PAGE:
May 3, 2006
BIO 2233 Heredity
CRI-DU-CHAT SYNDROME (CDCS)
Cri-du-chat syndrome (CDCS) refers to a unique combination of physical and mental characteristics associated with a loss of genetic material on the distal short arm of the fifth chromosome. This loss of genetic material is referred to as a deletion. CDCS is also called 5p- syndrome (5p-S), 5p monosomy, or Cat Cry syndrome which was first identified by Dr. Jerome Lejeune in 1963. He named so because of the distinctive cry in infancy that resembles to the mewing of a cat. This characteristic cry in the infancy is caused by structural abnormalities of the larynx (such as laryngeal hypoplasia) and CNS dysfunction (Chen, 2005). The laryngeal appearance may be normal or may exhibit remarkable anatomical abnormalities such as floppy epiglottis, small larynx, and asymmetric vocal cords. In addition to that, developmental field connecting the brain and the affected clivus region of the cranial base with the laryngeal region from which the characteristic cry derives may exist (Chen 2005). Its high-pitched, monochromatic cry usually makes a physician decide to obtain a chromosome study and the definitive test required to confirm the diagnosis of CDCS (Campbell, 2005). The characteristic cry usually disappears by the time they are aged two year. Other features evident in infancy include characteristic physical features such as a small moon-shaped face, epicanthic folds, wide spaced, down-slanting eyes, and a small mouth and chin (Campbell, 2005). These infants also exhibit low muscle tone (hypotonia), slow growth, and significant developmental delays. As children with CDCS grow, the face usually elongates and becomes thinner and more triangular in shape with a broad forehead and a somewhat small pointed and receding lower jaw and chin.. The epicantal folds remain and the nasal bridge widens and remains flattened. Baby teeth are often delayed in erupting, are small, and have multiple spaces (diastemas). The growth rate may be normal in the early months or years but frequently slows somewhat during the toddler and schools years resulting in growth parameters that are below average (Campbell, 2005). Developmental milestones usually emerge slowly and show increasing delays with both the increasing age of the child and the complexity of the task. As well as a delay in expressive language, high rates of hyperactivity and inattention are often noted clinically, and symptoms of attention deficit hyperactivity disorder are also found. By looking at their behaviors, the majority of the individuals exhibited some form of self-injurious behavior such as predominantly head banging and vomiting or rumination). Sixty-five per cent were reported as displaying some form of aggressive behavior; for example, hitting others or pulling others’ hair (Sarimski, 2005).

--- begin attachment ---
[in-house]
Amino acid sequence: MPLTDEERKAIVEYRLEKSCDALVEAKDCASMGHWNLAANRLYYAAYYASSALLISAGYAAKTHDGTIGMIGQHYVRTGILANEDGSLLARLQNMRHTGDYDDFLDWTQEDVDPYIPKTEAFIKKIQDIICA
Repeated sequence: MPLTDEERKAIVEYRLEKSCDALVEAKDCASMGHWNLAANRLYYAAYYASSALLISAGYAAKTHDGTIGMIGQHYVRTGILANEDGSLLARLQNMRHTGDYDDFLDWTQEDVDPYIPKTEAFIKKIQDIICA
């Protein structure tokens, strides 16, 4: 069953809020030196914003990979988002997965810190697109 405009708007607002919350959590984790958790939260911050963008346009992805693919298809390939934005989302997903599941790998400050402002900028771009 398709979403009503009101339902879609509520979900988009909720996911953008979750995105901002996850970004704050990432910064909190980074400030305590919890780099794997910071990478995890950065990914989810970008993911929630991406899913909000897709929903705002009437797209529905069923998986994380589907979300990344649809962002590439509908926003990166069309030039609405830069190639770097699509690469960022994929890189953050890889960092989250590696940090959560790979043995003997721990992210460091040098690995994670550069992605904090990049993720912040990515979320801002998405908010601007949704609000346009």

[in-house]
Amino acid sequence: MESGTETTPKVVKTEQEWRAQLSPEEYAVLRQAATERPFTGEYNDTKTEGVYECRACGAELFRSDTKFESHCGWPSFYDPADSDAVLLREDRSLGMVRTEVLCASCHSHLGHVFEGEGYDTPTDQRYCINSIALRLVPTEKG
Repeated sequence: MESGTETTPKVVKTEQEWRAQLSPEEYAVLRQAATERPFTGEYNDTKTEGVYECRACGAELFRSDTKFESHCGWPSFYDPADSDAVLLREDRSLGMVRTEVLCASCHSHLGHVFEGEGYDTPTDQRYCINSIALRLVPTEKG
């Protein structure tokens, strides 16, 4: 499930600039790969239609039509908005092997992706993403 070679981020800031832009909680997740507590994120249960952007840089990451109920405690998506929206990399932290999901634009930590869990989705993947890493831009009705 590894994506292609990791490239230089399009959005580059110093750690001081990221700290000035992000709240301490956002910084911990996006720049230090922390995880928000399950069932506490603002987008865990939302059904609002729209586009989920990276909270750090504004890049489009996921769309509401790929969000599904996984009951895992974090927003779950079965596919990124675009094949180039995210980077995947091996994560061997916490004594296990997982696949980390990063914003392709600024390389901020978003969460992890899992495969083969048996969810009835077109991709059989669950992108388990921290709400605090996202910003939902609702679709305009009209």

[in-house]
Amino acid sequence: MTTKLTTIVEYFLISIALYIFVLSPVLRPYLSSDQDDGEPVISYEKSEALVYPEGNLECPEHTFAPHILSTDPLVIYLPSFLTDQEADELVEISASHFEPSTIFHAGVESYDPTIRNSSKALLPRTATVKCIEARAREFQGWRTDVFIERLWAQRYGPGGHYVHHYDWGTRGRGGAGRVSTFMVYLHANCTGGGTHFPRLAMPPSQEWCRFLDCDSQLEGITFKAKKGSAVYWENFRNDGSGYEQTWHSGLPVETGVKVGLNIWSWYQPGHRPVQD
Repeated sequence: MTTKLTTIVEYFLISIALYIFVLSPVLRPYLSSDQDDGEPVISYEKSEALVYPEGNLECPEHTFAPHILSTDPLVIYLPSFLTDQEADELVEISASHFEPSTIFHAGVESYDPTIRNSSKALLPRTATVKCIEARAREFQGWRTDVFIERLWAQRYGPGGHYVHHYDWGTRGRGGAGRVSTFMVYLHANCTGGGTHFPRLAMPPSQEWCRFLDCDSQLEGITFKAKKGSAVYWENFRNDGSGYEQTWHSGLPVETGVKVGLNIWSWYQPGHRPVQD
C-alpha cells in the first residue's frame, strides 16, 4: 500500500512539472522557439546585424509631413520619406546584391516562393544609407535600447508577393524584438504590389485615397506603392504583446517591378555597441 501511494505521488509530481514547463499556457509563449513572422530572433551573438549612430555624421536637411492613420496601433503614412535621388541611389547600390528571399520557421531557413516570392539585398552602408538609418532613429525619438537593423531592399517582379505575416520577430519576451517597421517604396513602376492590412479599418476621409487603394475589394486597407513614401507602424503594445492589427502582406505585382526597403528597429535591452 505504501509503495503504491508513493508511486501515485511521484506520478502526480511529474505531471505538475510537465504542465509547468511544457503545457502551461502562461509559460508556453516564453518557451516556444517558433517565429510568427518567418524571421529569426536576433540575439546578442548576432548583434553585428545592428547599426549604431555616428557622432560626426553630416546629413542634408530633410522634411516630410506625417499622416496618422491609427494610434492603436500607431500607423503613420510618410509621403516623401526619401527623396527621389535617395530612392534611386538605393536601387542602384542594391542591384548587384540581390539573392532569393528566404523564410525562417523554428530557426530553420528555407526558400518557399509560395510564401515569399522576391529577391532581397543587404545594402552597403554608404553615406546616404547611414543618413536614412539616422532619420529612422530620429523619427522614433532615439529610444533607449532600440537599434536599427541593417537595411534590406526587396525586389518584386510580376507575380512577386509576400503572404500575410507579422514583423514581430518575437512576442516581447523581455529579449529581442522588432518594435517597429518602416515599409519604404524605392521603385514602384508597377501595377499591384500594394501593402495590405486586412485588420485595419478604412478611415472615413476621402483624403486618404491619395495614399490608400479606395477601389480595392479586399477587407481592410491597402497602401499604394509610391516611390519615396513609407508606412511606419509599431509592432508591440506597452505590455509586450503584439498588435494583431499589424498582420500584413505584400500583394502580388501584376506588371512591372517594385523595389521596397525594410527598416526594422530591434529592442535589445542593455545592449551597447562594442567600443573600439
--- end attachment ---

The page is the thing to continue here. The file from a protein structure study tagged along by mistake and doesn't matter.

Almost 80-85% cases are caused by sporadic de novo deletion of 5p which are mostly paternal in origin (Chen, 2005). Most of the remaining cases result from unbalanced translocations, which may be either maternally or paternally derived. According to the study of Anju et el, the telomerase reverse transcriptase (hTERT) gene which is localizing chromosome fifth is relating to CDCS. hTERT is responsible for the rate-limiting of telomerase activity that is essential for telomere-length maintenance and sustained cell proliferation (Anju et el, 2003). Anju et el found that the CDCS patients had shorter telomeres than age-matched unaffected individuals and had a reduction in replicative life span and a high rate of chromosome fusions in cultured patient’s fibroblasts. Therefore Anju et el are hypothysing that “one allele of hTERT should be deleted in this syndrome, and, a deletion of one hTERT copy occurs with in CDCS, consequently allowing hTERT expression and causing haploinsufficiency for...